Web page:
Typical National Abortion Federation Abortion Death

Abortion entrepreneur Edward C. Allred
Sixteen-year-old Patricia Chacon had no way of knowing that she would become the second of more than a dozen women for whom a safe, legal abortion at one of Edward "Fast Eddie" Allred's chain of abortion mills would be the last choice she would ever make. Patricia underwent a safe and legal second-trimester abortion at the hands of either Allred or Leslie Orleans at Allred's Avalon Hospital in Los Angeles on the morning of March 3, 1984. Patricia retained fetal tissues, so she was scheduled for a second procedure that afternoon to complete the abortion.

There are conflicting stories as to what happened next. Allred claimed that Patricia died of an embolism during the second surgery. (He pronounced her dead at 4:30 PM.) Patricia's parents claim that the child bled to death while left unattended. An autopsy found numerous catgut sutures in Patricia's vagina and hemorrhage in her uterus. Death was attributed to disseminated intravascular coagulopathy (a clotting disorder) due to abortion-induced amniotic fluid embolism (amniotic fluid in the bloodstream). Patricia's parents sued Allred and Orleans for their daughter's death.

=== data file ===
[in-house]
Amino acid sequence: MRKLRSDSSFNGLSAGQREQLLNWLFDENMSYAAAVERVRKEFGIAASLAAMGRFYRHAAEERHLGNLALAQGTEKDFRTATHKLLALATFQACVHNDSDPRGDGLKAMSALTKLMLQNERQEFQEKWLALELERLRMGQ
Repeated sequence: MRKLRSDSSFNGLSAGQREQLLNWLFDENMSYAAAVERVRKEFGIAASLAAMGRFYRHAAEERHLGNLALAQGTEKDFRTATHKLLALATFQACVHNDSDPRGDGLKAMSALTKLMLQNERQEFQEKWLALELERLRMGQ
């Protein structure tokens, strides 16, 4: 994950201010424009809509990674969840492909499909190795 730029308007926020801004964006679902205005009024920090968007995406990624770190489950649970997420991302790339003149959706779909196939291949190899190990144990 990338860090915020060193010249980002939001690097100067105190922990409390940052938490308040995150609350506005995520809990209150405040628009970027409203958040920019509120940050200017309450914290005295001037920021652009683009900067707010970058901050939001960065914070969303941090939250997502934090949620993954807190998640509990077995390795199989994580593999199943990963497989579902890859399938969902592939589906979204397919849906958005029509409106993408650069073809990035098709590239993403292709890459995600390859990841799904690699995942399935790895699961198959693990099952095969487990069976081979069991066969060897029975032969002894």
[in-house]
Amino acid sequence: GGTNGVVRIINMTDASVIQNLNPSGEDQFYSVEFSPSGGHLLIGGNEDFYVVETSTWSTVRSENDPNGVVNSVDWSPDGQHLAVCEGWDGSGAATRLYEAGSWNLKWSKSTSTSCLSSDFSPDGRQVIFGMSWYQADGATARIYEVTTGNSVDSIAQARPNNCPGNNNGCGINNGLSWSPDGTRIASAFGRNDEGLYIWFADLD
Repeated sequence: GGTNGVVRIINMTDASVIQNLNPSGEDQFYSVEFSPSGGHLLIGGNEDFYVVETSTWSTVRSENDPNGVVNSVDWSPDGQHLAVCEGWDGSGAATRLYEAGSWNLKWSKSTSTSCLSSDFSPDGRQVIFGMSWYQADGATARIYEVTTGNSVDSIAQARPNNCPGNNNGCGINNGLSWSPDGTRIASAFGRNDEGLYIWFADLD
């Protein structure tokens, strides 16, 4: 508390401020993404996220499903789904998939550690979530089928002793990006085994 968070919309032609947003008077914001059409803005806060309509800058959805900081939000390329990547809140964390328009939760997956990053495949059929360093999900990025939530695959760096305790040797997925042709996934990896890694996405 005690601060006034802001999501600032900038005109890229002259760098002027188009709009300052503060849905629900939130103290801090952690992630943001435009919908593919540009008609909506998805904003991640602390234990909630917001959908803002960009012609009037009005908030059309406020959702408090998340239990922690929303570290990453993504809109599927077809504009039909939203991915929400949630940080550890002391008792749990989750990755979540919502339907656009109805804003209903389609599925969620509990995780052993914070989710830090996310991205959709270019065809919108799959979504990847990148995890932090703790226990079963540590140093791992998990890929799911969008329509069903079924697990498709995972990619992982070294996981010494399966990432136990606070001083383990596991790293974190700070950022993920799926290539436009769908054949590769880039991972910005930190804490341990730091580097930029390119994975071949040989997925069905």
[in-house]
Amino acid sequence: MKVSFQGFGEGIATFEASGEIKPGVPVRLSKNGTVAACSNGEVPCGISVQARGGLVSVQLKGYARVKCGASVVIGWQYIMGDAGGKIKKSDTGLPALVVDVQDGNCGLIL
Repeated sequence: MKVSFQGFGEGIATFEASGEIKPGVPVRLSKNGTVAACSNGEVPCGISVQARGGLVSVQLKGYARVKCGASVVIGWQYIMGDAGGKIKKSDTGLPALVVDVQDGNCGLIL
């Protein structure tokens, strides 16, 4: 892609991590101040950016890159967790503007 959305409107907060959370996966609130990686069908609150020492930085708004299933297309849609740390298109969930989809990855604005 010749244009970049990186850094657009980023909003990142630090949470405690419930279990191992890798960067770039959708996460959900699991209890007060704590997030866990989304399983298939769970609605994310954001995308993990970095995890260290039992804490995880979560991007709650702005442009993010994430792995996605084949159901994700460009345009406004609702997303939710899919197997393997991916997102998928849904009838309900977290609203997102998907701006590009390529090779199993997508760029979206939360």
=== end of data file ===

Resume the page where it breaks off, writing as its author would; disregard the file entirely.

Other women known to have died after abortion at Allred's facilities include 
Denise HolmesMary PenaJosefina GarciaLaniece DorseyJoyce OrtenzioTami SuematsuSusan LevyDeanna BellChristine MoraTa Tanisha WessonNakia JordenMaria LehoKimberly NeilMaria Rodriguez, and Chanelle Bryant.